Seed Dormancy is an inherited property of seeds that prevents the seed from germinating even if all the environmental conditions favourable for seed germination are present. It is controlled and regulated by certain dormancy-related genes at the genetic level with a substantial environmental and hormonal influence.
This article will help you understand the main concepts of seed dormancy and the various factors responsible for it.
What is Seed Dormancy
It is defined as the inability of a viable seed to undergo germination. Dormancy is the condition when there is a lack of germination in seeds or even though the required parameters such as temperature, humidity, oxygen levels, and adequate light are provided.
It is supported by the physical features of the seed like the impermeability of the hard seed coat or the lack of supply and activity of enzymes necessary for a seed to germinate.
Some ripened seeds fail to germinate when placed under favorable environmental growth conditions. In these types of seeds, initiation of growth is arrested by internal conditions within the seed.
What Causes Seed Dormancy
Seed dormancy can be caused by a number of biotic and abiotic factors.
- Temperature and Light
- Hard seed coat
- Presence of Inhibitors of germination
- Post ripening period
- Immaturity of the Seed embryo
- Impermeability of seed coat to oxygen and water
Types of Seed Dormancy
It can be categorized based on the type of dormancy as mentioned below:
- Induced Dormancy: This is the condition when a seed has taken up water but is placed in severely unfavorable germination conditions. Then, even when the seed is put in more favorable conditions, the seed fails to germinate.
- Innate Dormancy: It is the condition of seeds that are incapable of germinating due to inheriting certain factors. The seed fails to germinate despite the presence of conditions suitable for the growth of the seedling.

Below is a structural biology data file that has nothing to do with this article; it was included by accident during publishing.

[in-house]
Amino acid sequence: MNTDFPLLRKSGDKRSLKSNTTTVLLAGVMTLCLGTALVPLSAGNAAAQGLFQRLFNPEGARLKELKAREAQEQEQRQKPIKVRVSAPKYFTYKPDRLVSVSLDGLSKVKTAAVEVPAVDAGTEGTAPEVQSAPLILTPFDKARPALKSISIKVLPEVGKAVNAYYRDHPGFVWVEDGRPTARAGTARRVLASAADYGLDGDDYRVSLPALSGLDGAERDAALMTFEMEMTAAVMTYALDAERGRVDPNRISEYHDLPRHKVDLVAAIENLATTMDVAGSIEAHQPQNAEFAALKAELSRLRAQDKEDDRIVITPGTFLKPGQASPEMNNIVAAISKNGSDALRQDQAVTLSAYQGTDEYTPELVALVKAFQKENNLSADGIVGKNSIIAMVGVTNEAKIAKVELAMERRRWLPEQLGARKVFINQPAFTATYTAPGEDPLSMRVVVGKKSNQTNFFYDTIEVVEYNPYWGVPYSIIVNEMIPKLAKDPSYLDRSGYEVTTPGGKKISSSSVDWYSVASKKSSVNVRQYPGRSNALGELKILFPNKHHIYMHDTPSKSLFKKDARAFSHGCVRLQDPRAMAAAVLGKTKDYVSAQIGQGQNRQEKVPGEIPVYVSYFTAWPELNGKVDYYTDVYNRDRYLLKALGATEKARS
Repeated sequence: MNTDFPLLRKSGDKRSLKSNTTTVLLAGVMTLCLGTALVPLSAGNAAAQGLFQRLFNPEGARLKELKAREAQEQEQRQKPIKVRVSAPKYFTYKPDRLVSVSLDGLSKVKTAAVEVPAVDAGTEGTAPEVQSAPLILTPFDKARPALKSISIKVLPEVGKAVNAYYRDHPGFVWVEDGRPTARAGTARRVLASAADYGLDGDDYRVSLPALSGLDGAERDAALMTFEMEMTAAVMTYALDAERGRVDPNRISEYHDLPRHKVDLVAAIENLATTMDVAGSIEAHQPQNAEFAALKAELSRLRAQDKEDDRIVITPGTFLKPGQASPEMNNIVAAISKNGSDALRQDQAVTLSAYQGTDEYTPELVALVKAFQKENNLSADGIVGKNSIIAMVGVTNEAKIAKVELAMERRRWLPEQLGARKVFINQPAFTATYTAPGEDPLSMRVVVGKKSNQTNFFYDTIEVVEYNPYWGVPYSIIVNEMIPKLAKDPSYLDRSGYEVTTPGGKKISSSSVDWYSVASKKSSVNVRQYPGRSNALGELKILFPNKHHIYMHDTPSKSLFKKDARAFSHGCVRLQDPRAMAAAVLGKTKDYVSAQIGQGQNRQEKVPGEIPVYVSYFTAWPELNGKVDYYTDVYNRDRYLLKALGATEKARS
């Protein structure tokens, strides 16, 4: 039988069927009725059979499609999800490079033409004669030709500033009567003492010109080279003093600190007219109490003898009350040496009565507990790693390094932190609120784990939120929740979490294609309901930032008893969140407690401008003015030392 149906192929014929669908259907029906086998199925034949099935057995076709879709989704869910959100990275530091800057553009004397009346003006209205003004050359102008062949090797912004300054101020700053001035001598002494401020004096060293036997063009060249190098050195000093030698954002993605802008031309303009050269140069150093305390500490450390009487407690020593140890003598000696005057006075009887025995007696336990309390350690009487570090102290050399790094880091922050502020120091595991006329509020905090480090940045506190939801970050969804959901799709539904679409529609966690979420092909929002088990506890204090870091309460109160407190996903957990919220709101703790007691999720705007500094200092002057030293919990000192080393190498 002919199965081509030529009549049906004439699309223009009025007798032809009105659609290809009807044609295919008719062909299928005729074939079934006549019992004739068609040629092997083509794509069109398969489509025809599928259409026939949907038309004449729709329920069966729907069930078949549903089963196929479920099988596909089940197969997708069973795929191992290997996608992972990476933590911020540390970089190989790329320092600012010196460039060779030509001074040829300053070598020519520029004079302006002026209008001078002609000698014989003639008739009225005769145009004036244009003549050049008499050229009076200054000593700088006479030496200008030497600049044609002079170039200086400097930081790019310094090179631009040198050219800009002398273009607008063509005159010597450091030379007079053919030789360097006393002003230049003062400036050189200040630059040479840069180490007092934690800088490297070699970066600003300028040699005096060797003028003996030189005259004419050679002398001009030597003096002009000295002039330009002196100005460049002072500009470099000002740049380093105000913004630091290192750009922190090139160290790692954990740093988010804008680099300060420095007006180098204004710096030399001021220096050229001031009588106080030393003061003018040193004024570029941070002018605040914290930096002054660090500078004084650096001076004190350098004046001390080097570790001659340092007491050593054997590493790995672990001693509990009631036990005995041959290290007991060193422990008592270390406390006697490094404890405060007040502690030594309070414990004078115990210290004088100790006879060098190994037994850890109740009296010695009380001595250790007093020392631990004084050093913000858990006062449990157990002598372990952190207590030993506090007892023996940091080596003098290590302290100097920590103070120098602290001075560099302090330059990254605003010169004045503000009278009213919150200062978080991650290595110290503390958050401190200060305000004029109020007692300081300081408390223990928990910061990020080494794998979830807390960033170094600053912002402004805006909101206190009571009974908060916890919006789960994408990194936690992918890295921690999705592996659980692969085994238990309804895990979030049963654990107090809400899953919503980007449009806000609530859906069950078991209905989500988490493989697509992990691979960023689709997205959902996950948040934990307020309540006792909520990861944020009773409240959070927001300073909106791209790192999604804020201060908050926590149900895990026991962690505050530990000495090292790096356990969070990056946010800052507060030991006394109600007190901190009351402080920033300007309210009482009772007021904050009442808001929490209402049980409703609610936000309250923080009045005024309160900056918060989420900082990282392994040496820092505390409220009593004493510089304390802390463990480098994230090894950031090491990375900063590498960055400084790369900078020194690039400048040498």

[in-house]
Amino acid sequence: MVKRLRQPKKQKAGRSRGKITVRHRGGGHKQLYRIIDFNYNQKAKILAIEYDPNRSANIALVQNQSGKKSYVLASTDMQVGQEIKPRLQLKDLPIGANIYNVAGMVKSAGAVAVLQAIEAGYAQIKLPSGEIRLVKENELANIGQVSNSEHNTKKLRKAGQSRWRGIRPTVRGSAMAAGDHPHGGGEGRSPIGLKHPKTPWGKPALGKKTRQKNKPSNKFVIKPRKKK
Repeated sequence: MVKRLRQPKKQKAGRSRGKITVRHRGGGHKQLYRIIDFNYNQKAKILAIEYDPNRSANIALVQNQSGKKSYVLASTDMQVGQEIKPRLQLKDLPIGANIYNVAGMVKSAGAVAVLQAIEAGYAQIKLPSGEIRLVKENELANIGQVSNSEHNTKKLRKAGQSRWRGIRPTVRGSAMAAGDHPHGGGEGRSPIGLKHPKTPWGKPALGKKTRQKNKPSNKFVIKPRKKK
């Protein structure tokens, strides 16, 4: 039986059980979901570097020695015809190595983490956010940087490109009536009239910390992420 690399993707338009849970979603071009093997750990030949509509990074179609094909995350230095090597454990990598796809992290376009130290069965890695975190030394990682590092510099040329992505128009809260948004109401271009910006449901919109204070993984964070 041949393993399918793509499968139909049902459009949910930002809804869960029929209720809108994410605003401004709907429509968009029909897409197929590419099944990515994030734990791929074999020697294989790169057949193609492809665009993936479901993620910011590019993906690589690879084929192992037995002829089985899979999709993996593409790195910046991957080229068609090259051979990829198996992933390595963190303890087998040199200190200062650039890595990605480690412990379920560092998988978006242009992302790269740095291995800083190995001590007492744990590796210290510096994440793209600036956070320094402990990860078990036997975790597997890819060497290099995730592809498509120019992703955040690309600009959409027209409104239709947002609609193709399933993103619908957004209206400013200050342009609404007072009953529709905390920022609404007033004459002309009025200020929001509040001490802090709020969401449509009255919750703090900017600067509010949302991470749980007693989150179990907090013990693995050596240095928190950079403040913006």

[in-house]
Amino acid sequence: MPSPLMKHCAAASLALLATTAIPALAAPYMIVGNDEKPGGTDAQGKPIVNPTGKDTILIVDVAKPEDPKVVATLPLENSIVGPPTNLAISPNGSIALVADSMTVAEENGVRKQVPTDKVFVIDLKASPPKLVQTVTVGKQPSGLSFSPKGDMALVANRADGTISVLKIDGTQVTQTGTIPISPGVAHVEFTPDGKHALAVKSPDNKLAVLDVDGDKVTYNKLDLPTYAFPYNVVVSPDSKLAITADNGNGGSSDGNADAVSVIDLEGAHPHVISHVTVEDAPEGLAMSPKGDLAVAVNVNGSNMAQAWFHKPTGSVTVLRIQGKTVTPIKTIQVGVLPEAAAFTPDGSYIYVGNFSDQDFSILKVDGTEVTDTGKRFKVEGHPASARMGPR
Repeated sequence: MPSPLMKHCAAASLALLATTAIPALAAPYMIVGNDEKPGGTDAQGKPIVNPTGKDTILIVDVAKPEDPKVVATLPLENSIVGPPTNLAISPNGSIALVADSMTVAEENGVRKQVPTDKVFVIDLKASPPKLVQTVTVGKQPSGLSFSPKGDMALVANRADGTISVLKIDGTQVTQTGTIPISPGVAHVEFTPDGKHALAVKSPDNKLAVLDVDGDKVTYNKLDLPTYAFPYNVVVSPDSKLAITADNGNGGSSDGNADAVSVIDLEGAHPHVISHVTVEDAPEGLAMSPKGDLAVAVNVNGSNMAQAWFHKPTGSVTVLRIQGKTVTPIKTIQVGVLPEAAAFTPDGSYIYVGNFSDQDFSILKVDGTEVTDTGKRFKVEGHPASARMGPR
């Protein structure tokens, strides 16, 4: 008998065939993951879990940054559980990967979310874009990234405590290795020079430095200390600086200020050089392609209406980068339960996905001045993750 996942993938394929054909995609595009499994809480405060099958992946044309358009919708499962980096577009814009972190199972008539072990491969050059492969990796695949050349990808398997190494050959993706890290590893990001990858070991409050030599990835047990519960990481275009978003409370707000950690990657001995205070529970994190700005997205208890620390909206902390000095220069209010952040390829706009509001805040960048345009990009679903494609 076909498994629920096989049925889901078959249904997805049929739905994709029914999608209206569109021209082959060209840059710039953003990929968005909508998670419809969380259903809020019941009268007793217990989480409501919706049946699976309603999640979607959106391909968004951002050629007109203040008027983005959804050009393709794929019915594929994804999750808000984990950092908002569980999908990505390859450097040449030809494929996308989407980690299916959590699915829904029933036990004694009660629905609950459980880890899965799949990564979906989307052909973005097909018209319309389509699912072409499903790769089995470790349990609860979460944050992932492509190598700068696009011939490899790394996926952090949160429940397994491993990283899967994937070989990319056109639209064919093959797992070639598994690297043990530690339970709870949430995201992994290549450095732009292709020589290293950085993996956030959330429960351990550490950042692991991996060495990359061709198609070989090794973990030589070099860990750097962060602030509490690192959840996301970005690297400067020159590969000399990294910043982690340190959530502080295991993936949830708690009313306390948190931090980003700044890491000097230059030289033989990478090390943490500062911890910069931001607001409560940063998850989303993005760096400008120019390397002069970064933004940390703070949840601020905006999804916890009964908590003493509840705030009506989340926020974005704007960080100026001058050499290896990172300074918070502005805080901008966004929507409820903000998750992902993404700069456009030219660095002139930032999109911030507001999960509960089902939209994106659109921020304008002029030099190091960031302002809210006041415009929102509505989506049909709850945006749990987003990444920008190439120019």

- Enforced Dormancy: It is the condition of seeds that are unable to germinate due to various environmental constraints such as a lack of appropriate moisture, light, oxygen, and proper temperature.
Methods of Breaking Seed Dormancy
There are several methods and treatments done to overcome this condition. These methods are given below:
Treatment for Seeds with Hard Seed Coat
- Scarification: It is the process of removing the seed coat by mechanically breaking them. As a result of this, the hard seed coat becomes permeable to water and gases.
- Treatment of the seeds with hot water or sulfuric acid for a short period softens the seed coat soft, thus allowing the entry of water and oxygen.
Treatment for Seeds with Light Sensitive Seeds
- Exposure to white light: Upon exposure to white light once the seeds have imbibed 30-40% moisture, break the dormant condition.
- Exposure to red light: A brief exposure to a very low intensity of light such as red light is effective for overcoming this condition.
- Treatment with plant growth hormones: Application of gibberellic acid and kinetin can promote seed germination and thus help break dormancy.
Treatment for Temperature Sensitive Seeds
- Stratification: The process of incubation of the seeds at an appropriate low temperature to break their dormancy is known as stratification. Before exposing to a low temperature, such seeds are allowed to imbibe water. This method is also called vernalization.
- Presence of gibberellic acid: An inhibitory hormone, gibberellic acid is secreted, which promotes seed germination. Thus, the chilling requirement can be replaced through the application of gibberellic acid.
- Use of growth-promoting chemicals: Chemicals such as potassium nitrate, thiourea, and ethylene break this condition and induces germination.
Importance of Seed Dormancy
Dormancy is important for plants for the following reasons:
- It keeps the seed viable for a long period of time thus ensuring a steady supply of new plants all year long. So in case, the older plants may die off due to various natural calamities, growing new plants remains possible.
- The seeds can be preserved for later use.
- Desert plants benefit to a large extent from the dormancy produced by inhibitors found in seed coats.
It is an inherited property of seeds that prevents the seed from germinating even if all the environmental conditions favourable for seed germination are present.
The plant hormone abscisic acid (ABA), induces seed dormancy.
The plant hormone Gibberellins are responsible for breaking this condition.